PHOENIX (Aug. 24, 2023) Zion & Zion, a full-service, global marketing agency, released part five of its multi-part study that explored the relative brand personalities of 45 top U.S. brands. The brands were selected based on a variety of established rankings. In the fifth study, the Zion & Zion research team explored the topic of negative brand personality.

“While brand personality is an oft-discussed topic in marketing, ‘negative brand personality traits’ are seldom mentioned, but extremely important,” said Zion & Zion CEO Aric Zion.

In this study, the Zion & Zion team investigated the dark side of brand personality and assessed 45 major U.S. brands on the negative brand personality (NegBP) scale developed by Haji (2014). In the NegBP scale, unfavorable brand perceptions are captured on four dimensions: egotistical, boring, socially irresponsible, and crude. Each dimension consists of multiple traits.

Brands such as Facebook and Wells Fargo were found to be perceived in a more negative light compared to others. However, most brands exhibited low levels of negativity associated with their personalities.

The Zion & Zion researchers saw low levels of NegBP across the 45 brands, so it might seem like negative perceptions are not an issue for America’s leading brands, however, the study’s regression analysis revealed otherwise. In fact, three out of the four NegBP dimensions ranked among the top five dimensions in impact, surpassing positive dimensions such as originality, sophistication, excitement, and ruggedness. Being perceived as egotistical or socially irresponsible was found to substantially lower brand performance, while being viewed as crude or boring actually improved brand performance.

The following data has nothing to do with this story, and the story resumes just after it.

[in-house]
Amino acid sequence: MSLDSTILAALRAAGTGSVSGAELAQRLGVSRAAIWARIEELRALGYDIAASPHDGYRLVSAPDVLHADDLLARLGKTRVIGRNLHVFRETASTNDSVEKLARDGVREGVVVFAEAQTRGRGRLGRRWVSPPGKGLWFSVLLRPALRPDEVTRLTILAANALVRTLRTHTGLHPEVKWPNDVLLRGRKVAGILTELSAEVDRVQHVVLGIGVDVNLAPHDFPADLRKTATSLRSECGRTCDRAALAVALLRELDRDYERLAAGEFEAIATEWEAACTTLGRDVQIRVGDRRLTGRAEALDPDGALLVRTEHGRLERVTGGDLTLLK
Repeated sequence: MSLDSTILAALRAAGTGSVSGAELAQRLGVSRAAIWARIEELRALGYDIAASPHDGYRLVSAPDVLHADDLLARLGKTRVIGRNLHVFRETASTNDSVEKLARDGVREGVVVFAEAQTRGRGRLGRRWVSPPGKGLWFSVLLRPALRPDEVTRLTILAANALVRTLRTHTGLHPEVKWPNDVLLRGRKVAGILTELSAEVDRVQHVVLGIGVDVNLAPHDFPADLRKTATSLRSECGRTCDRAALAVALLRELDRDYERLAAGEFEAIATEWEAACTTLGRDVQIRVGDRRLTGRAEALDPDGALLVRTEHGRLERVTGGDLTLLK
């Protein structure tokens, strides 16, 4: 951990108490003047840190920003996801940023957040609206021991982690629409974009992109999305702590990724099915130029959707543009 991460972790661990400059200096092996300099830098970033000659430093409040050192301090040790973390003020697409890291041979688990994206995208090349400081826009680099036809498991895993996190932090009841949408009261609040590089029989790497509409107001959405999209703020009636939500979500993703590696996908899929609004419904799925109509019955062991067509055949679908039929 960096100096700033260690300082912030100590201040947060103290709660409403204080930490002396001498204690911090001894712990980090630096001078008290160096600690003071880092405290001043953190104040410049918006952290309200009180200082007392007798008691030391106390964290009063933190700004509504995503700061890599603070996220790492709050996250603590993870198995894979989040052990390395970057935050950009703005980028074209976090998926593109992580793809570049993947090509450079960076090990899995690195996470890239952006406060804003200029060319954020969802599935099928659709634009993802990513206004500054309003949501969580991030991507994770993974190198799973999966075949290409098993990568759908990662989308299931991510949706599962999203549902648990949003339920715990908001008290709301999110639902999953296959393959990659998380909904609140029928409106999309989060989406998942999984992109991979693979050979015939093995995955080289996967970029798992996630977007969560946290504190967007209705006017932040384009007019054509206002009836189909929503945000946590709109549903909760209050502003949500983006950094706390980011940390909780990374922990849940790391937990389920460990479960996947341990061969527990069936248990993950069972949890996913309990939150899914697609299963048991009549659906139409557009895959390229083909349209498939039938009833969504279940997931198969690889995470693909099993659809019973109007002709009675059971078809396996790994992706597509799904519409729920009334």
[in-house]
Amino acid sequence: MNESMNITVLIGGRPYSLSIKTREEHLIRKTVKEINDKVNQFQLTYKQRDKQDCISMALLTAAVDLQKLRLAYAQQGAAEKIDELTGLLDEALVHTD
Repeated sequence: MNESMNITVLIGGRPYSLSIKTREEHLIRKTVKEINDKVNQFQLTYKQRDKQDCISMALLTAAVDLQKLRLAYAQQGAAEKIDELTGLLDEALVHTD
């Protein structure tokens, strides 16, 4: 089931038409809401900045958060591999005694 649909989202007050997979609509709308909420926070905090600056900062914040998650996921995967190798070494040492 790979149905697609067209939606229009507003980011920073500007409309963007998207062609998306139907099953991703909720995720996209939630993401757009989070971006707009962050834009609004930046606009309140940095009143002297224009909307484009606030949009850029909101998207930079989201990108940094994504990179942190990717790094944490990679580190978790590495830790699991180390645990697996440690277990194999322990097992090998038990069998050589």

The study highlights the importance of understanding the dark side of brand personality, as the regression coefficients of the four dimensions of NegBP had a one-third higher impact on perceptions of brand performance than did the the non-negative brand personality traits. Although major U.S. brands scored low on NegBP, even small variations in negative perceptions can have a disproportionately large impact on brand performance.

View the full research report here.